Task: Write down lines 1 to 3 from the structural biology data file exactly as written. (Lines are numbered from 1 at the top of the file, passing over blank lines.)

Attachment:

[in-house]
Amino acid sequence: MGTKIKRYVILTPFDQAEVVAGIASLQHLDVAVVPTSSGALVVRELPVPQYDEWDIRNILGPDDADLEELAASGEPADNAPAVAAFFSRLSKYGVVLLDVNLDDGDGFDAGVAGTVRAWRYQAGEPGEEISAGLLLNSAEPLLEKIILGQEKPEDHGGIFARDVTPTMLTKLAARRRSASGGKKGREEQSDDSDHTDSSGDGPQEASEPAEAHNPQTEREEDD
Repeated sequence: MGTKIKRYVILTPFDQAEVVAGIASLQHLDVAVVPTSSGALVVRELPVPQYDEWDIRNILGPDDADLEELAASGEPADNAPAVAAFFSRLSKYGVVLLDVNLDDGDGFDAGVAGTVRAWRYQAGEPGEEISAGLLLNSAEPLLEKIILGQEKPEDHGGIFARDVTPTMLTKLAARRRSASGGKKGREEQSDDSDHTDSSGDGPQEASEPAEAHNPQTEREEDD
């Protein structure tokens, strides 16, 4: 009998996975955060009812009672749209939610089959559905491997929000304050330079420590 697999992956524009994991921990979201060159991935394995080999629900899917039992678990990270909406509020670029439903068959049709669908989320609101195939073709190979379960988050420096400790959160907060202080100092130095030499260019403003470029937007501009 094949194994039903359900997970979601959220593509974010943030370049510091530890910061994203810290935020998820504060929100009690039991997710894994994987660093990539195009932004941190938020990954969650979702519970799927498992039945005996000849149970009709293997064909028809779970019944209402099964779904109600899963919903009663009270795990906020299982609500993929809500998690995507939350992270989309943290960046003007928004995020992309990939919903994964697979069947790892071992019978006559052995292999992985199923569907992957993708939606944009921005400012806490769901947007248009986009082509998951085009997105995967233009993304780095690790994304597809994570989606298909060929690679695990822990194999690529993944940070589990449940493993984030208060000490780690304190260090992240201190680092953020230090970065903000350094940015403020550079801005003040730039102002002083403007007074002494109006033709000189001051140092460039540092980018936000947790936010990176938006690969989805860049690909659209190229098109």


[in-house]
Amino acid sequence: MGTKIKRYVILTPFDQAEVVAGIASLQHLDVAVVPTSSGALVVRELPVPQYDEWDIRNILGPDDADLEELAASGEPADNAPAVAAFFSRLSKYGVVLLDVNLDDGDGFDAGVAGTVRAWRYQAGEPGEEISAGLLLNSAEPLLEKIILGQEKPEDHGGIFARDVTPTMLTKLAARRRSASGGKKGREEQSDDSDHTDSSGDGPQEASEPAEAHNPQTEREEDD
Repeated sequence: MGTKIKRYVILTPFDQAEVVAGIASLQHLDVAVVPTSSGALVVRELPVPQYDEWDIRNILGPDDADLEELAASGEPADNAPAVAAFFSRLSKYGVVLLDVNLDDGDGFDAGVAGTVRAWRYQAGEPGEEISAGLLLNSAEPLLEKIILGQEKPEDHGGIFARDVTPTMLTKLAARRRSASGGKKGREEQSDDSDHTDSSGDGPQEASEPAEAHNPQTEREEDD